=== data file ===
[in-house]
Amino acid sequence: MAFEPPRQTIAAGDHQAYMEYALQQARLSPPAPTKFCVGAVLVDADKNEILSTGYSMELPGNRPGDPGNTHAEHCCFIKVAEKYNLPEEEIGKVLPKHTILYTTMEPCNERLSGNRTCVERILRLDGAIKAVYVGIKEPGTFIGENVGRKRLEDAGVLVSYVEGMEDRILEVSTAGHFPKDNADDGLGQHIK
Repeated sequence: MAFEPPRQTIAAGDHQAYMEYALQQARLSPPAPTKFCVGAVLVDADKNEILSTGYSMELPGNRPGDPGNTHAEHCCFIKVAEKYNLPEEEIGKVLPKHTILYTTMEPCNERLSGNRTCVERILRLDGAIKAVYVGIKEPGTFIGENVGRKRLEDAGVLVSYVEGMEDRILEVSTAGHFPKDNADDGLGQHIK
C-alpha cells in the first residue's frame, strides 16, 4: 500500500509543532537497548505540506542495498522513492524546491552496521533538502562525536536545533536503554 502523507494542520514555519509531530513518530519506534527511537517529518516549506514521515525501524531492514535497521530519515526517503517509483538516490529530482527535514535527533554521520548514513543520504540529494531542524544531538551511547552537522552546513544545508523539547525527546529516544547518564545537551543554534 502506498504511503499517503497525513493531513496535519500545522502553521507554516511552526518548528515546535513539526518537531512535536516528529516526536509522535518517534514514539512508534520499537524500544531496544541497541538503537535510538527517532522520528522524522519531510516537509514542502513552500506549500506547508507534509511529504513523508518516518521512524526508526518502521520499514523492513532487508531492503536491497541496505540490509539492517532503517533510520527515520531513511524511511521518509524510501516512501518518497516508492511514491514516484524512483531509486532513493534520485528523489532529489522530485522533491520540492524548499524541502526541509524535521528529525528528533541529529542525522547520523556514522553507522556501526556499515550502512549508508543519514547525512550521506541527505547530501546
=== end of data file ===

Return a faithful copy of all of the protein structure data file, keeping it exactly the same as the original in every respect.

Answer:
[in-house]
Amino acid sequence: MAFEPPRQTIAAGDHQAYMEYALQQARLSPPAPTKFCVGAVLVDADKNEILSTGYSMELPGNRPGDPGNTHAEHCCFIKVAEKYNLPEEEIGKVLPKHTILYTTMEPCNERLSGNRTCVERILRLDGAIKAVYVGIKEPGTFIGENVGRKRLEDAGVLVSYVEGMEDRILEVSTAGHFPKDNADDGLGQHIK
Repeated sequence: MAFEPPRQTIAAGDHQAYMEYALQQARLSPPAPTKFCVGAVLVDADKNEILSTGYSMELPGNRPGDPGNTHAEHCCFIKVAEKYNLPEEEIGKVLPKHTILYTTMEPCNERLSGNRTCVERILRLDGAIKAVYVGIKEPGTFIGENVGRKRLEDAGVLVSYVEGMEDRILEVSTAGHFPKDNADDGLGQHIK
C-alpha cells in the first residue's frame, strides 16, 4: 500500500509543532537497548505540506542495498522513492524546491552496521533538502562525536536545533536503554 502523507494542520514555519509531530513518530519506534527511537517529518516549506514521515525501524531492514535497521530519515526517503517509483538516490529530482527535514535527533554521520548514513543520504540529494531542524544531538551511547552537522552546513544545508523539547525527546529516544547518564545537551543554534 502506498504511503499517503497525513493531513496535519500545522502553521507554516511552526518548528515546535513539526518537531512535536516528529516526536509522535518517534514514539512508534520499537524500544531496544541497541538503537535510538527517532522520528522524522519531510516537509514542502513552500506549500506547508507534509511529504513523508518516518521512524526508526518502521520499514523492513532487508531492503536491497541496505540490509539492517532503517533510520527515520531513511524511511521518509524510501516512501518518497516508492511514491514516484524512483531509486532513493534520485528523489532529489522530485522533491520540492524548499524541502526541509524535521528529525528528533541529529542525522547520523556514522553507522556501526556499515550502512549508508543519514547525512550521506541527505547530501546